Two decades before the Beatles, Frank Sinatra had the same effect on girls and young women.
It started because of a great publicity stunt and the power of suggestion.
At one performance, Sinatra’s press agent paid a handful of girls to scream, jump up and down, and pretend to faint.
After they went into their schtick, the other girls in the audience didn’t need cuing or payment to start acting the same way, and wide press coverage of the performance ensured that paying women for this service would never be necessary again.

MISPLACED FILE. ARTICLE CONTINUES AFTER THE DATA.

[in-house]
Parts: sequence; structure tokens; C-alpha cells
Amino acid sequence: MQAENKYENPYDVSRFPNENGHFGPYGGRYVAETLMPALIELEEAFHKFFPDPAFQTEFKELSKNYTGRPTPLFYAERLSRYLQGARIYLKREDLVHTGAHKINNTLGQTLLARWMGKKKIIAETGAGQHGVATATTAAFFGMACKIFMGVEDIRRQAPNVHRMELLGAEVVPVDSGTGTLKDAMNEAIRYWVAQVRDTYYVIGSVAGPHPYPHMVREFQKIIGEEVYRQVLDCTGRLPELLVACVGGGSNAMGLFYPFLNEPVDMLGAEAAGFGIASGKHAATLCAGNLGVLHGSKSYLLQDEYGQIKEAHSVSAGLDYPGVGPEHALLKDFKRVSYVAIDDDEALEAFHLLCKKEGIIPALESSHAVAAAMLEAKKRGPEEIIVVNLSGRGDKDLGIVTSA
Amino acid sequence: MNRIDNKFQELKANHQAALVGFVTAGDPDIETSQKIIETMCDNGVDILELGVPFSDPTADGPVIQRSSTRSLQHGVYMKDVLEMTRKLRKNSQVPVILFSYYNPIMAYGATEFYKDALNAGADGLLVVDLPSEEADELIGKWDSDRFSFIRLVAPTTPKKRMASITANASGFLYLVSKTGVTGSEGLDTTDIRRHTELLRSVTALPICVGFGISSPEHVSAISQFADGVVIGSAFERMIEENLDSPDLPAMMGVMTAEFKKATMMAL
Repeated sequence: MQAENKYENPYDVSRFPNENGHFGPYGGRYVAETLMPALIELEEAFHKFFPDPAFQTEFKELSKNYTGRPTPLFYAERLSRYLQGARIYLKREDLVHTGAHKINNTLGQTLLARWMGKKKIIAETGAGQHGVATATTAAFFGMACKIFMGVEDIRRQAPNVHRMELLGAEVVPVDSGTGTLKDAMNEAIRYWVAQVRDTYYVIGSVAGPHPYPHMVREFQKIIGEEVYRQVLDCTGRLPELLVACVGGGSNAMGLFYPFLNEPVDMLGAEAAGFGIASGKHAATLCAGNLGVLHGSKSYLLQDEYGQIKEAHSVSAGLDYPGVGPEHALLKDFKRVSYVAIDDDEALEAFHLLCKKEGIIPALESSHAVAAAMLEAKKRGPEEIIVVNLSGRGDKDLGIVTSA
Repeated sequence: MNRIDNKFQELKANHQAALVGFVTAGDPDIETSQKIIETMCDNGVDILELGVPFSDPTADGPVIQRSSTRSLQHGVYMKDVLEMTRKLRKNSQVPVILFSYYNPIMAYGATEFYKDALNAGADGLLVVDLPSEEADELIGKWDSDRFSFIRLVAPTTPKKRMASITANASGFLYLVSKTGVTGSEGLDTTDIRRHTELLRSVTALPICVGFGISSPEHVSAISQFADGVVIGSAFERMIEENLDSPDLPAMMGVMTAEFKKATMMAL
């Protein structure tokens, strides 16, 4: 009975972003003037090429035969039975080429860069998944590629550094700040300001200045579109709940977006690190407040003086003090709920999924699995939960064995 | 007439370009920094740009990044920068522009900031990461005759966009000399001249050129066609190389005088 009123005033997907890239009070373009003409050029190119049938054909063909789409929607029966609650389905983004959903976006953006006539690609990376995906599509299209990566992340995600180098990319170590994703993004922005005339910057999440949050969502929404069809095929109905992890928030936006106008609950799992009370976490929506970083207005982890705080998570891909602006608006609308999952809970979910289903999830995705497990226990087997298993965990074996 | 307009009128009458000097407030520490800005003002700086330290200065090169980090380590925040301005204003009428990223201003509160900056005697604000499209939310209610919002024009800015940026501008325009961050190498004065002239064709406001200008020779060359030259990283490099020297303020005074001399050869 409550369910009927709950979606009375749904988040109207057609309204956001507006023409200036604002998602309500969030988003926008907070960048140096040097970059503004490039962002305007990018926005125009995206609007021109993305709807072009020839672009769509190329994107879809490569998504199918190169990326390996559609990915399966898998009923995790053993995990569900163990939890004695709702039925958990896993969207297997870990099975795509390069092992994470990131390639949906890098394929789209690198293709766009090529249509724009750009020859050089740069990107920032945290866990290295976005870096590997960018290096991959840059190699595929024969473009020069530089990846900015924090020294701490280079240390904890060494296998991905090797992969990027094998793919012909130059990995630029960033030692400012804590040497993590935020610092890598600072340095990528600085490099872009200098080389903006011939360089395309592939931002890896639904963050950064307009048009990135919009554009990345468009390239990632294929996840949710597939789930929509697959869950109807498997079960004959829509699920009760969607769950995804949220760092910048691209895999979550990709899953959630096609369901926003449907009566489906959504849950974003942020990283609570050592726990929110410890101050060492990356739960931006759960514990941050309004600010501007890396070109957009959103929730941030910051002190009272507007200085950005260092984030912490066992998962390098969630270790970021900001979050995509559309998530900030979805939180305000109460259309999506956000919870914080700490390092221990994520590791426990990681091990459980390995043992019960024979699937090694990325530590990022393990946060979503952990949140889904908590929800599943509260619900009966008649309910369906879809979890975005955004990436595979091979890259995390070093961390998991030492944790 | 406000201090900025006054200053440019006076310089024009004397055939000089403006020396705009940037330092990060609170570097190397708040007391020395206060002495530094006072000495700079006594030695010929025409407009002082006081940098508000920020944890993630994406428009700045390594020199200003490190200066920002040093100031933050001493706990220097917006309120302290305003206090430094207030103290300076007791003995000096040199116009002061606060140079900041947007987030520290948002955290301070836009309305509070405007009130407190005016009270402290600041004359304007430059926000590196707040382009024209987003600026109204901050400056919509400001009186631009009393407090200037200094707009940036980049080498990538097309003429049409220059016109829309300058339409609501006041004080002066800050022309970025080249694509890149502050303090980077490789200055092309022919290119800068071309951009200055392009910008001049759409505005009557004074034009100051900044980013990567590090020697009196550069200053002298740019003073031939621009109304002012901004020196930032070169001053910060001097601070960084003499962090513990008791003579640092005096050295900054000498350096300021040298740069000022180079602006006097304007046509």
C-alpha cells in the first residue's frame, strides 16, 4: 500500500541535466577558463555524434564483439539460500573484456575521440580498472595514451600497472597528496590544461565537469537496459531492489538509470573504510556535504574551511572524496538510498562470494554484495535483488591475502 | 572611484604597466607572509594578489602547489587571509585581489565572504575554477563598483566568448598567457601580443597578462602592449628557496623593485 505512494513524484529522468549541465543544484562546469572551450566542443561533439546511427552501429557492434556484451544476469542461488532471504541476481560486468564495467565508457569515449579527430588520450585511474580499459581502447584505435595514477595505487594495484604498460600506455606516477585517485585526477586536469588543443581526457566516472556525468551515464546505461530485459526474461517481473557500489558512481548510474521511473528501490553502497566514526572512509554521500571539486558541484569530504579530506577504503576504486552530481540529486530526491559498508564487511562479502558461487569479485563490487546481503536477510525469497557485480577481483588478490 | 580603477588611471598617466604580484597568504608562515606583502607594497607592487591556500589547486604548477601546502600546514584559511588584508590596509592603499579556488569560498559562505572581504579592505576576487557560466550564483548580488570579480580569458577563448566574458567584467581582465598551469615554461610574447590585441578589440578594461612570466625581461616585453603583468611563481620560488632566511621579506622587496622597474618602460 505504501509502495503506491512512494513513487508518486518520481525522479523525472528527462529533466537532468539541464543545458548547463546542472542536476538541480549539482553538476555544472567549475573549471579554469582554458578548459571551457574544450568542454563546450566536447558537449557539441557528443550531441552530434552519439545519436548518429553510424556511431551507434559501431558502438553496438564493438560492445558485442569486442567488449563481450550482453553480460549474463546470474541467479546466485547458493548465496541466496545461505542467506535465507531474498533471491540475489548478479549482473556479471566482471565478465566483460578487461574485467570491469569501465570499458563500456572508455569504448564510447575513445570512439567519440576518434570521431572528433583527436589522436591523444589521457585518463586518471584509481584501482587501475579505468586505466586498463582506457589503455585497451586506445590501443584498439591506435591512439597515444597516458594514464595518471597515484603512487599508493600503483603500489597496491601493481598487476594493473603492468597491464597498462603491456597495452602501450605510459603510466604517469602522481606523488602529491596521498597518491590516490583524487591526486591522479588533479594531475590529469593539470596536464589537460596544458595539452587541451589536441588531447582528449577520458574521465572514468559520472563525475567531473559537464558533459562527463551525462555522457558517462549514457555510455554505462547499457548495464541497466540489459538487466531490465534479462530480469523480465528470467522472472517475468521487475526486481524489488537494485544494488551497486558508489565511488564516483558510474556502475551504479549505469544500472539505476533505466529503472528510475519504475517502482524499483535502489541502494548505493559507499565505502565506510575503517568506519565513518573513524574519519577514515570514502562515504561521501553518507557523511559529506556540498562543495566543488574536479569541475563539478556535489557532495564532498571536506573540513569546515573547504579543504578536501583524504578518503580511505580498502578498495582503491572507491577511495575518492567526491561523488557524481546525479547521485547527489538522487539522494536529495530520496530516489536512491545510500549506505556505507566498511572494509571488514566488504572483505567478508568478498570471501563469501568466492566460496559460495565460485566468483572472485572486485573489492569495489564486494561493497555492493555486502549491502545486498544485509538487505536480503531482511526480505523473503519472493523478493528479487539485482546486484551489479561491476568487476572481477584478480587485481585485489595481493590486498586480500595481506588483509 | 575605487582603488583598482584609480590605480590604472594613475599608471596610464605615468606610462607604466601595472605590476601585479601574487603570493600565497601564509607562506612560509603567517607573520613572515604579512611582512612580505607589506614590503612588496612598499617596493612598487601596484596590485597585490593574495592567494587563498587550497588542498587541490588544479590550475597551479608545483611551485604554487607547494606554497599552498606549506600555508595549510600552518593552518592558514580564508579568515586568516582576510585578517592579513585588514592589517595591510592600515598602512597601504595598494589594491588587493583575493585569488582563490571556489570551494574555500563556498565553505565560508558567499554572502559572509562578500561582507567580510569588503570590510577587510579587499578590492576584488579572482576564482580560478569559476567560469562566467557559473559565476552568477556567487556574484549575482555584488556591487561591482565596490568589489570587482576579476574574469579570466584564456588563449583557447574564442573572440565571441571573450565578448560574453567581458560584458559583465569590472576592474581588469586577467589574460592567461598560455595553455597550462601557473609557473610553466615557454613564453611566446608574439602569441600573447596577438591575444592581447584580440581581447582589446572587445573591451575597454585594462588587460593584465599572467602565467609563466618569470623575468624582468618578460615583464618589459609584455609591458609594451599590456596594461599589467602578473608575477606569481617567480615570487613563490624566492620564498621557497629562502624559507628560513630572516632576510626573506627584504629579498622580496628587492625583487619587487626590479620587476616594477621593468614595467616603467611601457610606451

However, Sinatra was not the first musician to get the treatment either.
Over a hundred years earlier, a fiercely handsome pianist and composer, Hungarian Franz Liszt, left a trail of swooning female fans throughout Europe.
Fortunately for music lovers, he tired of the virtuoso superstar life in 1847 and put his energies into composing and arranging.